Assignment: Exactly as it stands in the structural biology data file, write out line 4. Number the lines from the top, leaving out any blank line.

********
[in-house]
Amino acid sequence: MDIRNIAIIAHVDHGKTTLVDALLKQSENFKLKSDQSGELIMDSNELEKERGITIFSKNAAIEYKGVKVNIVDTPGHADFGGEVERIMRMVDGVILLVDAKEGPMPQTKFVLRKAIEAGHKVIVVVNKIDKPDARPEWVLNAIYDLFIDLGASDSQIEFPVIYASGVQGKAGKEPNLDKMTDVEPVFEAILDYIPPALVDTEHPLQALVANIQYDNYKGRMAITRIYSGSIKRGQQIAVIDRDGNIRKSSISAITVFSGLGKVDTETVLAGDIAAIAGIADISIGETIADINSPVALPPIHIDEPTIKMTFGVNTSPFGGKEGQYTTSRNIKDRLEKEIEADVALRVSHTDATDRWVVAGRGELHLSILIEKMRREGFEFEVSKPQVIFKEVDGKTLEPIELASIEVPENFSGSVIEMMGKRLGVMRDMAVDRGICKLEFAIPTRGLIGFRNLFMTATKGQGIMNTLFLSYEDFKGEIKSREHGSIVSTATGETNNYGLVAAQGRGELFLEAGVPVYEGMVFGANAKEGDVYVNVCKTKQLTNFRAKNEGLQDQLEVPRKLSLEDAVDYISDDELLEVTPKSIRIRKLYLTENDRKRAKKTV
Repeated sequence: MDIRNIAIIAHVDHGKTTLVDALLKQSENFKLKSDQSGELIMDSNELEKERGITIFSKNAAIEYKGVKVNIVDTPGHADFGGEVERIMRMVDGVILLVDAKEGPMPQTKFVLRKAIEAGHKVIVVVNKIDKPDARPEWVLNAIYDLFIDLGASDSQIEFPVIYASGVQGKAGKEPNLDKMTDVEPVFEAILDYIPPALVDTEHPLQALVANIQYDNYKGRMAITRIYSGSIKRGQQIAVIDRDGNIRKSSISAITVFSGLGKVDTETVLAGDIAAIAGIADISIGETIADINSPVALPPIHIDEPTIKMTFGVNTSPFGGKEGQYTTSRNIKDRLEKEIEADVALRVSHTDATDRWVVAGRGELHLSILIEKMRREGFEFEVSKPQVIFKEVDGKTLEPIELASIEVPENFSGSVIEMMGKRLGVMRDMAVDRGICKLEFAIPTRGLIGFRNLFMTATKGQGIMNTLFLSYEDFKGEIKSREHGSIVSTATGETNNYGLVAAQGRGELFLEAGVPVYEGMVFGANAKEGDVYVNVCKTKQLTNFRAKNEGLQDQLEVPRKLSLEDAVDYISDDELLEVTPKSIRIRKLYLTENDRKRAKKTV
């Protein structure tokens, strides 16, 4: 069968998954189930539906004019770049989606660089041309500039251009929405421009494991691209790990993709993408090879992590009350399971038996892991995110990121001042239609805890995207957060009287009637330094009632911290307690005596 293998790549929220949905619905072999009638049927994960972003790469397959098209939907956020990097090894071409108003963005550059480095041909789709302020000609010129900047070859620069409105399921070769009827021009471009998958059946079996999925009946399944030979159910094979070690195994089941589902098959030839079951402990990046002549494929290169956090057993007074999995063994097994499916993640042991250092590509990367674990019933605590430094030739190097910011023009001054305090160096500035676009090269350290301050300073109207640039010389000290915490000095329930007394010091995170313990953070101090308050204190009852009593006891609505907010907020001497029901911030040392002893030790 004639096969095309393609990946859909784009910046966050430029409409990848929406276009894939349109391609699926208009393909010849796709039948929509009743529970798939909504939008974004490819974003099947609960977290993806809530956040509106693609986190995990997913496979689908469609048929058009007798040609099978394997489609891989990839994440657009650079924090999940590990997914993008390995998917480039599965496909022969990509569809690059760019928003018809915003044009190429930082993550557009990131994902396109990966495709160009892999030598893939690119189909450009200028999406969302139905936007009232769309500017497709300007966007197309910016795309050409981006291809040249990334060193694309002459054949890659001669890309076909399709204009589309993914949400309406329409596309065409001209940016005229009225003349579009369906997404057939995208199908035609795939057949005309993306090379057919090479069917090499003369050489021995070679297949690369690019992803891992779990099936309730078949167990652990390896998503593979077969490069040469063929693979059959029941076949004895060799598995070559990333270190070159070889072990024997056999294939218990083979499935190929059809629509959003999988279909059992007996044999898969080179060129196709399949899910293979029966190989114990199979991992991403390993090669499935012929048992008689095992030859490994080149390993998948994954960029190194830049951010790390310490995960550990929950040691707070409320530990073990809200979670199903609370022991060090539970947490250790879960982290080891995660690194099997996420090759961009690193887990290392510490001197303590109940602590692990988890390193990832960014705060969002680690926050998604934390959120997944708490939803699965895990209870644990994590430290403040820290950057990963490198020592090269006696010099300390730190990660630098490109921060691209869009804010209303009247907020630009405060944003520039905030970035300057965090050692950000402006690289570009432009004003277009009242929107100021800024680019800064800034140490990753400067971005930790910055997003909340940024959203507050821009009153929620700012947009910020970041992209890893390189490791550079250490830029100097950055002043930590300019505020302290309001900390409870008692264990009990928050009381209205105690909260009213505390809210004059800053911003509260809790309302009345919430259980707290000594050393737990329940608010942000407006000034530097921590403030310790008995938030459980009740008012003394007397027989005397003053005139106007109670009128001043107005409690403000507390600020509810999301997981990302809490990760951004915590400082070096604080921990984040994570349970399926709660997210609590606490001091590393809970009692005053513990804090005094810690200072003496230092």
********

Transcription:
């Protein structure tokens, strides 16, 4: 069968998954189930539906004019770049989606660089041309500039251009929405421009494991691209790990993709993408090879992590009350399971038996892991995110990121001042239609805890995207957060009287009637330094009632911290307690005596 293998790549929220949905619905072999009638049927994960972003790469397959098209939907956020990097090894071409108003963005550059480095041909789709302020000609010129900047070859620069409105399921070769009827021009471009998958059946079996999925009946399944030979159910094979070690195994089941589902098959030839079951402990990046002549494929290169956090057993007074999995063994097994499916993640042991250092590509990367674990019933605590430094030739190097910011023009001054305090160096500035676009090269350290301050300073109207640039010389000290915490000095329930007394010091995170313990953070101090308050204190009852009593006891609505907010907020001497029901911030040392002893030790 004639096969095309393609990946859909784009910046966050430029409409990848929406276009894939349109391609699926208009393909010849796709039948929509009743529970798939909504939008974004490819974003099947609960977290993806809530956040509106693609986190995990997913496979689908469609048929058009007798040609099978394997489609891989990839994440657009650079924090999940590990997914993008390995998917480039599965496909022969990509569809690059760019928003018809915003044009190429930082993550557009990131994902396109990966495709160009892999030598893939690119189909450009200028999406969302139905936007009232769309500017497709300007966007197309910016795309050409981006291809040249990334060193694309002459054949890659001669890309076909399709204009589309993914949400309406329409596309065409001209940016005229009225003349579009369906997404057939995208199908035609795939057949005309993306090379057919090479069917090499003369050489021995070679297949690369690019992803891992779990099936309730078949167990652990390896998503593979077969490069040469063929693979059959029941076949004895060799598995070559990333270190070159070889072990024997056999294939218990083979499935190929059809629509959003999988279909059992007996044999898969080179060129196709399949899910293979029966190989114990199979991992991403390993090669499935012929048992008689095992030859490994080149390993998948994954960029190194830049951010790390310490995960550990929950040691707070409320530990073990809200979670199903609370022991060090539970947490250790879960982290080891995660690194099997996420090759961009690193887990290392510490001197303590109940602590692990988890390193990832960014705060969002680690926050998604934390959120997944708490939803699965895990209870644990994590430290403040820290950057990963490198020592090269006696010099300390730190990660630098490109921060691209869009804010209303009247907020630009405060944003520039905030970035300057965090050692950000402006690289570009432009004003277009009242929107100021800024680019800064800034140490990753400067971005930790910055997003909340940024959203507050821009009153929620700012947009910020970041992209890893390189490791550079250490830029100097950055002043930590300019505020302290309001900390409870008692264990009990928050009381209205105690909260009213505390809210004059800053911003509260809790309302009345919430259980707290000594050393737990329940608010942000407006000034530097921590403030310790008995938030459980009740008012003394007397027989005397003053005139106007109670009128001043107005409690403000507390600020509810999301997981990302809490990760951004915590400082070096604080921990984040994570349970399926709660997210609590606490001091590393809970009692005053513990804090005094810690200072003496230092």